You Prepare a Table for Me (Psalms 23)

by Kosuke Koyama

>Kosuke Koyama is John D.Rockefeller, Jr., Professor of Ecumenics and World Christianity at Union Theology Seminary in New York City.

This article appeared in the Christian Century, April 12, 1989 p. 379. Copyright by the Christian Century Foundation and used by permission. Current articles and subscription information can be found at This material was prepared for Religion Online by Ted & Winnie Brock.


Our self-understanding is challenged by a God who prepares a table — a feast, not a fortress with guns! — for us in full view of our enemies.

Yahweh is my shepherd, I lack nothing.

In grassy meadows he lets me be.

By tranquil streams he leads me

to restore my spirit.

He guides me in paths of saving justice

as befits his name.

Even were I to walk in a ravine as dark as


I should fear no danger, for you are at my


Your staff and your crook are there to

soothe me.

You prepare a table for me

under the eyes of my enemies;

you anoint my head with oil;

my cup brims over.

Kindness and faithful love pursue me

every day of my life.

I make my home in the house of Yahweh

for all time to come [Ps. 23, New

Jerusalem Bible].

"You prepare a table for me under the eyes of my enemies." This is "a marvelous sight" (Exod. 3:3) indeed, for both friends and enemies. It is something "no eye has seen, and no ear has heard" and what no mind can visualize (I Cor. 2:9) People enjoying such a feast would make themselves an easy target for their adversaries! Yet this is none other than an expression of the supreme wisdom and strength of God, whose foolishness is wiser than human wisdom, and whose weakness is stronger than human strength (I Cor. 1:25) God’s vulnerability is stronger than human invulnerability. Through a banquet table -- not guns and warplanes -- God wills to transform us and our world.

When I learned that the Christian view of history is a linear progression, with a beginning and an end, I was deeply impressed. I was introduced to this interpretation in the contusion or postwar Japan. "What a powerful way to look at what has happened and is happening now!" I said to myself. I thought that this wisdom must have accompanied my Christian baptism. On August 14, 1945, Japan surrendered unconditionally to Allied forces; in September, General Douglas MacArthur landed in Japan as one who had a higher power than the emperor; and on January 1, 1946, the emperor renounced claims to divinity. Living through this progression of events, I was convinced that history was indeed linear, and heading toward the end that God intended. I felt empowered by this overarching principle by which I could chart my position in the turbulence of history.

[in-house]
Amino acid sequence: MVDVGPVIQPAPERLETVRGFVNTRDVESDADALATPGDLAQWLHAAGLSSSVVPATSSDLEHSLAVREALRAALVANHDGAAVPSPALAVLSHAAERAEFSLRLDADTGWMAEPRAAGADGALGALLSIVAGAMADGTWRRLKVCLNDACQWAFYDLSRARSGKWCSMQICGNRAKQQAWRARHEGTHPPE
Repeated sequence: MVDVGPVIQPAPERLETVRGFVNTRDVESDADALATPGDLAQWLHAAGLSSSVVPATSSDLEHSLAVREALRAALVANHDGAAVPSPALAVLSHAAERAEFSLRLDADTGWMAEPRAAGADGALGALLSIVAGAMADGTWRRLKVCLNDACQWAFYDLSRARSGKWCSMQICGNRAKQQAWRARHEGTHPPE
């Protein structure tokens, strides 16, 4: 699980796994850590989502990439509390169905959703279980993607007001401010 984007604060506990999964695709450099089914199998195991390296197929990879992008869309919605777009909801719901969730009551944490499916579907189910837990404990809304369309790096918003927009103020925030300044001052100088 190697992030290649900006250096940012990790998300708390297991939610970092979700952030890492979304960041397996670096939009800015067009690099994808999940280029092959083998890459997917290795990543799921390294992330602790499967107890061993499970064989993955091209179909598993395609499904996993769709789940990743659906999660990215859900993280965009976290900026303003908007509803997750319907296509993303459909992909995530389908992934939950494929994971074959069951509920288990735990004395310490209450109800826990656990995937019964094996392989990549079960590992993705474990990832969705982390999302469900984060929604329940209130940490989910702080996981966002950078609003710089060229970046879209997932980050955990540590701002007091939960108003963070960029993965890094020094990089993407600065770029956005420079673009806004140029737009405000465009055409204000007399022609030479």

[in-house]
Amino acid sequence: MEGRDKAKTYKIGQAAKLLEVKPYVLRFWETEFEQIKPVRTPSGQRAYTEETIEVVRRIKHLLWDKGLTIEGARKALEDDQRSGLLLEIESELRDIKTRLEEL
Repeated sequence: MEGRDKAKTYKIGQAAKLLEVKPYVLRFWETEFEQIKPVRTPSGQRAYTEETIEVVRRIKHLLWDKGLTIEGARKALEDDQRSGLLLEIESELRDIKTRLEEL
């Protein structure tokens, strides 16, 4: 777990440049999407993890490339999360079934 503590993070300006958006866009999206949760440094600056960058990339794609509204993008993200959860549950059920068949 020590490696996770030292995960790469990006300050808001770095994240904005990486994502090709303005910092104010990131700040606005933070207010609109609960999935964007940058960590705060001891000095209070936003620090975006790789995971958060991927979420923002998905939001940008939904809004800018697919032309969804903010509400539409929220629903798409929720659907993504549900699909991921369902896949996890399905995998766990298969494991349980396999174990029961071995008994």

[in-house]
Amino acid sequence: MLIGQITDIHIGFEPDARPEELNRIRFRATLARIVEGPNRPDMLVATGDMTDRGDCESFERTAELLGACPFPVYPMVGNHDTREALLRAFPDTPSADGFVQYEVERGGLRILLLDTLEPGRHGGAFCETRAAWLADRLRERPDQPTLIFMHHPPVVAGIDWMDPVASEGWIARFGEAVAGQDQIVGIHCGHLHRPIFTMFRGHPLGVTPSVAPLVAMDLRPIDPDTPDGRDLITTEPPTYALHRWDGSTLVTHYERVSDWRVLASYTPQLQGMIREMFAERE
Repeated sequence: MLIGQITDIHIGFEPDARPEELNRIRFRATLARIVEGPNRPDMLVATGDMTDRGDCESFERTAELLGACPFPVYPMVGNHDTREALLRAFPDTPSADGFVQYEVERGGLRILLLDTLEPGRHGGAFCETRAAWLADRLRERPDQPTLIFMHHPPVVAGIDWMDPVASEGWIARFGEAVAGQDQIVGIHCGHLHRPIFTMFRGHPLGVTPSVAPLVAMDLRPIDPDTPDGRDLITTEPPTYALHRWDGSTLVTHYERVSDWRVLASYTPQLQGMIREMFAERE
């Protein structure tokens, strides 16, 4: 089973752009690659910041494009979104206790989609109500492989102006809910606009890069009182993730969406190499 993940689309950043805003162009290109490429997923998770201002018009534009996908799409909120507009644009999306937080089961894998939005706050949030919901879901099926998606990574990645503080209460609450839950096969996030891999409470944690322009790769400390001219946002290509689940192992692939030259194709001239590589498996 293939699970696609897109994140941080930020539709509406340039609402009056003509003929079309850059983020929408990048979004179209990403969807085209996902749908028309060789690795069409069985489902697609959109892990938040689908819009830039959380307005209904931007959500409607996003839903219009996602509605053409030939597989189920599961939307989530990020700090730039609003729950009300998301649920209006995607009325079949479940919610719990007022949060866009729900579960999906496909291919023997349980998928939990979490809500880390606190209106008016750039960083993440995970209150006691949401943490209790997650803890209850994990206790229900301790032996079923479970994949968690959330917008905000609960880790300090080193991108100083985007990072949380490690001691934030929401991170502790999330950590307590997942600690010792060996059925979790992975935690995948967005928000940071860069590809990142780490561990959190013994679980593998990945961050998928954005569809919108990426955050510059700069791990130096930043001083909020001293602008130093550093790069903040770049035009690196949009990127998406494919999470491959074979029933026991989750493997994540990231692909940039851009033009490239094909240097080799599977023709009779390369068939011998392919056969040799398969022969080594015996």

In time, however, I became troubled by this view. I began to suspect that the image of straight lines was just too simple, too efficient, to fit reality. I was particularly disturbed by the numerous straight lines that divide the African nations. Straight lines seemed to be an image of imperialism. I became aware that the love of God -- hesed, agape -- is more of a zigzag than a straight line. For the sake of others, love makes self-denying zigzags, displaying its power as it overcomes profound frustration.

The Indian Jesuit Samuel Rayan writes that the Christian experience of history is "best described in personal terms of interiority and relationship rather than in geometrical terms of lines and circles." The Christian "interiority" is embraced by the unfathomable hospitality of God. In the beginning was hospitality.

The image of hospitality is not composed of lines or circles. It is the warmth and security we feel as we find ourselves, through the son, "close to the Father’s heart" (John 1:18) In this spirit of hospitality, we can understand Archbishop Tutu and the South Africans who protest against apartheid as attending a messianic banquet in the presence of President Botha. They are urging everyone who supports legalized racism to share in the hospitality and generosity of God -- one who converts people by the powers of hospitality. We are filled with wonder and awe when we encounter such a power.

The table that God prepares for us culminates in the eucharistic table of the Lord. This sacrament is the ultimate symbol of God’s hospitality, demonstrated in full view of the enemy. Jesus "loved those who were his in the world, loved them to the end" (John 13:1) He did so knowing that the time of his martyrdom was near. The table was prepared by the very life of God.

Kosuke Koyama